I think what Netflix did was genius, except for the hurried name, and the de-linking of playlists. If they had called it Netflix DVD and Netflix Instant and then had Netflix recommendations, library, and playlist it would have been perfect.
They solved the HUGE chicken and egg problem: no content provider wants to provide content if you don’t have millions of customers- and- you can’t get millions of customers unless you have content. If the newspapers had somebody like this they would be charging for content instead of giving it away for free. Hollywood should be grateful.
Now content providers never want to be aggregated, they always want to pay by the drink. This is totally wrong let’s look at the Cable TV and Newspaper Industries. The price of newspapers online is essentially free. Yes the Wall Street Journal charges but you can look at the summaries, find and interesting article and Google it, and I have enough different browsers so the NYT firewall is never an issue. Now let’s look at the CableTV industry. ESPN gets $4.69 a month from EVERY SINGLE cable subscriber. How many tens of millions of people do you think would choose not to pay that, but can’t because they want Cable TV and that’s what is comes with?
If Newspapers only sold to several aggregators and the only way I could get my news from any reputable source was to choose a service I would pay. It’s great to say I’m going to control my content! People will pay me a la carte. The only way this works is if there are no competitors. If there are one will decide to dirt scratch and low-ball price, because the marginal cost is zero. The race to free begins. People will accept an inferior product if it’s free, which brings me to Netflix because the streaming content definitely is inferior, but look at what they’ve done.
1. Get a huge customer base addicted to streaming (I would have serious marital problems if I stopped that service) by giving it away for free.
2. Position the “price increase” as you have to pay more if you want to get DVD’s. Hogwash. Basically what they did is say: streaming is no longer free. That’s a seriously hard proposition. It’s really hard to get people to pay more, it’s almost impossible to go from free to even one penny. He did it by throwing the DVD business under the bus.
3. Separate the two and “apologize” I’m not sure if he had this all planned but if he did he is a super genius, however he could have done a better at executing this.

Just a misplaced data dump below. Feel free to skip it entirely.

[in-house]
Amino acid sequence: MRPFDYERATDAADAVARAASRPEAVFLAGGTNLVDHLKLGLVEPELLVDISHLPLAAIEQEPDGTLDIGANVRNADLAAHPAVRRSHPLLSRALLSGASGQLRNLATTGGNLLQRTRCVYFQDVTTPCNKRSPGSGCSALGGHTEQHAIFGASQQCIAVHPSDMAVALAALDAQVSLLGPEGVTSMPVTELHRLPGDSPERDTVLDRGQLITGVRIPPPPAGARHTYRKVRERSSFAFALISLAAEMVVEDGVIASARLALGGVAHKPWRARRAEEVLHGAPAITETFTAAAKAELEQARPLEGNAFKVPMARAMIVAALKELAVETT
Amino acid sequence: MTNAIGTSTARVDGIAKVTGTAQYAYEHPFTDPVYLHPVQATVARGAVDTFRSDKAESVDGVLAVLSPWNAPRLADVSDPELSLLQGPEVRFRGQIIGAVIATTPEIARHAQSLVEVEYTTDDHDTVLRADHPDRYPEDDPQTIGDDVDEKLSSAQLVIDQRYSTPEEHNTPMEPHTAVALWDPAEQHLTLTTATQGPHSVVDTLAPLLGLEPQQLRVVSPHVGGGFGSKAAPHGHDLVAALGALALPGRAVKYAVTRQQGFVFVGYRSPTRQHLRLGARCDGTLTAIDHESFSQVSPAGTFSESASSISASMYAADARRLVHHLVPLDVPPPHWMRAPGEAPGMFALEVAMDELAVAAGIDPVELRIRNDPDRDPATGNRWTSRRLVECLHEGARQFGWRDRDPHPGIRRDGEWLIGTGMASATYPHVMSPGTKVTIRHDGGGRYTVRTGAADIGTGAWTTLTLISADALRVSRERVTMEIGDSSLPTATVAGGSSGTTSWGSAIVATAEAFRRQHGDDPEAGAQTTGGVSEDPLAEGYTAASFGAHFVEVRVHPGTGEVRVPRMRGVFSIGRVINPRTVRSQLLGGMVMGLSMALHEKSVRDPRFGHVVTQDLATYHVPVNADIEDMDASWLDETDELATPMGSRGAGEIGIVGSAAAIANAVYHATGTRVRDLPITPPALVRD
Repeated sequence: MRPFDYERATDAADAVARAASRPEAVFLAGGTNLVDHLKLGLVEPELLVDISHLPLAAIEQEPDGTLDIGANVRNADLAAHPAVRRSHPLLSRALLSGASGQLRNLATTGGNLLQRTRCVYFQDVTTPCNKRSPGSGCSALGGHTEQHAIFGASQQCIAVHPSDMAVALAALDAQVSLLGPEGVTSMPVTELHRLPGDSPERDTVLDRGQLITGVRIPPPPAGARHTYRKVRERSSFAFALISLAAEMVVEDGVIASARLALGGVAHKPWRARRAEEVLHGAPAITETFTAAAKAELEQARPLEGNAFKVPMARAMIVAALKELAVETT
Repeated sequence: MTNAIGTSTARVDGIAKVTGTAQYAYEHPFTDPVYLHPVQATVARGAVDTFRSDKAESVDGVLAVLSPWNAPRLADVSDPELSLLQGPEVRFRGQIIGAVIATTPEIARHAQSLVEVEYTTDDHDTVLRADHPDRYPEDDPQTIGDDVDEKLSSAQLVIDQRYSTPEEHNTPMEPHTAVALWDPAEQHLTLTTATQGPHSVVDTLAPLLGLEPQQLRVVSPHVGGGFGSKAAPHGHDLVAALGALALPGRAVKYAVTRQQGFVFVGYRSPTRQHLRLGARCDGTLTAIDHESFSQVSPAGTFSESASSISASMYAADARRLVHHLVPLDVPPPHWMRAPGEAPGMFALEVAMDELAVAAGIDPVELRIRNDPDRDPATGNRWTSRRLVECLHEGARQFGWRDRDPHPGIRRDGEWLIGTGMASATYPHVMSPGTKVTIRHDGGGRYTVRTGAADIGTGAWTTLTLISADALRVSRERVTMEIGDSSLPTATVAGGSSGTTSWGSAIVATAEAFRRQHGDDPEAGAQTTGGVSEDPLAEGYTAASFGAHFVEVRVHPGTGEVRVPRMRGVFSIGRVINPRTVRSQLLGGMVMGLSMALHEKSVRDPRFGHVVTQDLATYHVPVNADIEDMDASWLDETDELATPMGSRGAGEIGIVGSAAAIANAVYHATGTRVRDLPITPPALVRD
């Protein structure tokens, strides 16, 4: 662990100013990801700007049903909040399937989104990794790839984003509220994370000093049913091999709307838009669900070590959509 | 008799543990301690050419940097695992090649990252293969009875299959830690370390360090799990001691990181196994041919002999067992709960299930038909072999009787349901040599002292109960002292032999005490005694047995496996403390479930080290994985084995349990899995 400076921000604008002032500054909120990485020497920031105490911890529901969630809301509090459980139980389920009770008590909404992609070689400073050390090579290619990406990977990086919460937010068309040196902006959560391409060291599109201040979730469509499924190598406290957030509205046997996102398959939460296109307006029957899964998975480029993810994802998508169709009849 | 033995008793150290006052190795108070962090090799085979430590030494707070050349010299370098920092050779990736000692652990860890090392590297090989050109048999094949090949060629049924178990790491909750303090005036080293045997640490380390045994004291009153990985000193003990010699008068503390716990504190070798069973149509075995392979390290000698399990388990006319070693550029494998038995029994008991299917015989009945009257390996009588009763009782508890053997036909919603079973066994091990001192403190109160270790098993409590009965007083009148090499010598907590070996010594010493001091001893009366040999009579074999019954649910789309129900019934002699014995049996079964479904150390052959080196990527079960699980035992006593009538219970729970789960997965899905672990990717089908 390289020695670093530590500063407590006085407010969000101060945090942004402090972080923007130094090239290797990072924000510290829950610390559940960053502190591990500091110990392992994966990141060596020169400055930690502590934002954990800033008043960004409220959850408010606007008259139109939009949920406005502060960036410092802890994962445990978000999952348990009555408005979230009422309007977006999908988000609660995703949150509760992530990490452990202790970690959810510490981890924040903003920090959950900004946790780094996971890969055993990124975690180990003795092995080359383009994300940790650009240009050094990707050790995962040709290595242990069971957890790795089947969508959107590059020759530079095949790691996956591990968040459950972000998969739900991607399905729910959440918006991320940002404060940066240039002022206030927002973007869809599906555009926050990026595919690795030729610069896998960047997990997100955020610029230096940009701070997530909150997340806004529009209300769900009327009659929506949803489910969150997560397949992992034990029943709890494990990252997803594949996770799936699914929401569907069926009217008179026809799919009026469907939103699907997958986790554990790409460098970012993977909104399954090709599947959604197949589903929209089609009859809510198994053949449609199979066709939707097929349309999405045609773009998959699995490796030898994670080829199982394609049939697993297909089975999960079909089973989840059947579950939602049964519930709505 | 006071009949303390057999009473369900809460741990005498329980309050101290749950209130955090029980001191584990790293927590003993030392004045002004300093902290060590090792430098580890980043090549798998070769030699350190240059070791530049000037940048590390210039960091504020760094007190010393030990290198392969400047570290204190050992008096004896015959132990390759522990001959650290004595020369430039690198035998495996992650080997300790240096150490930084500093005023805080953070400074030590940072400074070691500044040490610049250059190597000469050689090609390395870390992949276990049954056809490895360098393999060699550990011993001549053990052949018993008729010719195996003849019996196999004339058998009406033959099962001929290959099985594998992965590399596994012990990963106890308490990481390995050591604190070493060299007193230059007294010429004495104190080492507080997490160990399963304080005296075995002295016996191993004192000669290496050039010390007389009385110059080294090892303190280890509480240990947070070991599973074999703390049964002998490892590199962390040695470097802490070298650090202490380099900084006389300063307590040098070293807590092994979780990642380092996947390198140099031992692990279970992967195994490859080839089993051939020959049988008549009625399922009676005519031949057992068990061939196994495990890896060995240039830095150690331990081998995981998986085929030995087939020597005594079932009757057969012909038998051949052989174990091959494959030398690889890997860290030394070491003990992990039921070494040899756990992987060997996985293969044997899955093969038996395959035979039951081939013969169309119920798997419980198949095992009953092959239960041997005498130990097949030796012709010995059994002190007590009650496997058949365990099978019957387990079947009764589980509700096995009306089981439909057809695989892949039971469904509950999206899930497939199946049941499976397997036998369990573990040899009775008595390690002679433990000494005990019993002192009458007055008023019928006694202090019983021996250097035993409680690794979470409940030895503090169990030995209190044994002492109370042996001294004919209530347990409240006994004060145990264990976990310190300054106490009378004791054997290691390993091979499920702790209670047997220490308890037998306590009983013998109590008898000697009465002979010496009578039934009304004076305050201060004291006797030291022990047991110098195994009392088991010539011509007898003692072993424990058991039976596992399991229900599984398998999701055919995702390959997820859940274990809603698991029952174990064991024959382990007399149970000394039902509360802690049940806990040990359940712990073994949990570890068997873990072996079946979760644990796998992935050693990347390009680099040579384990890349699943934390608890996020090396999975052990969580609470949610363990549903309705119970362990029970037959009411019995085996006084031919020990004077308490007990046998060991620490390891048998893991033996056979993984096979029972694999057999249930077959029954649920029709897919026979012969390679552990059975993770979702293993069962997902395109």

4. Yes customers HATE this. What do they hate? Do they hate the service? No!! They hate that they have to pay more. Do you think anybody likes $4/gal gas? They still buy it. He basically went from 20M people paying zero to 20M people paying $8/month, that is damn near impossible and he pulled it off.
For him to keep streaming viable and that is the future, he is going to have to be able to go to the content holders and say: Do you want to share in this piss-pot of money I have here or not? Here is $100M to your bottom line this year at $.50 a subscriber. If you can’t show a piss-pot of money the rights holders are going to want to charge on a per unit basis and we went over why that is a bad long term strategy
So Netflix can go to content providers and say: “I will give you a share $.50 a subscriber which is $100M right to your bottom line. It’s not a meaningless number, which it would be if you didn’t have 20M paying customers. Look it can’t be $5 a month. See how pissed people are at $8? We’ll raise the price once we have them locked in with great content. They set a price. You’re going to try and build your own site?? Good luck. See how that worked for the Newspapers? No, it’s much better for all that are only a few places decent streaming. No different than CableTV. Start putting it on the internet and all people are willing to pay for it is free.”
As a SWAG I think right now they are saying: look we’ll give you a fifty-fifty split: content providers combined get $4; I get $4 of my $4 I give the Content Delivery Network’s (CDN’s) $2. When they had everything combined the story wasn’t so easy, I want a piece of the DVD business as well.
Now is the price going to change?? You bet. But it is harder to go from free to $8 a month than it is over the long term to go from $8 a month to $80. I give you cell phones and CableTV to illustrate, the hard part is getting somebody to start, stopping is very hard. An issue is going to be the economics of all you can drink bandwidth, which I addressed in what they have to pay CDN’s . There is real marginal cost there. If people leave it on all day like TV there is real marginal cost. Once the capacity gets used up from the great build-out of 1999-2000 (go to any Level3 datacenter and see how it looks like a neutron bomb hit it) there will be need for some large investments. There is none for the content, and that is why if it’s a la carte the price will go to zero.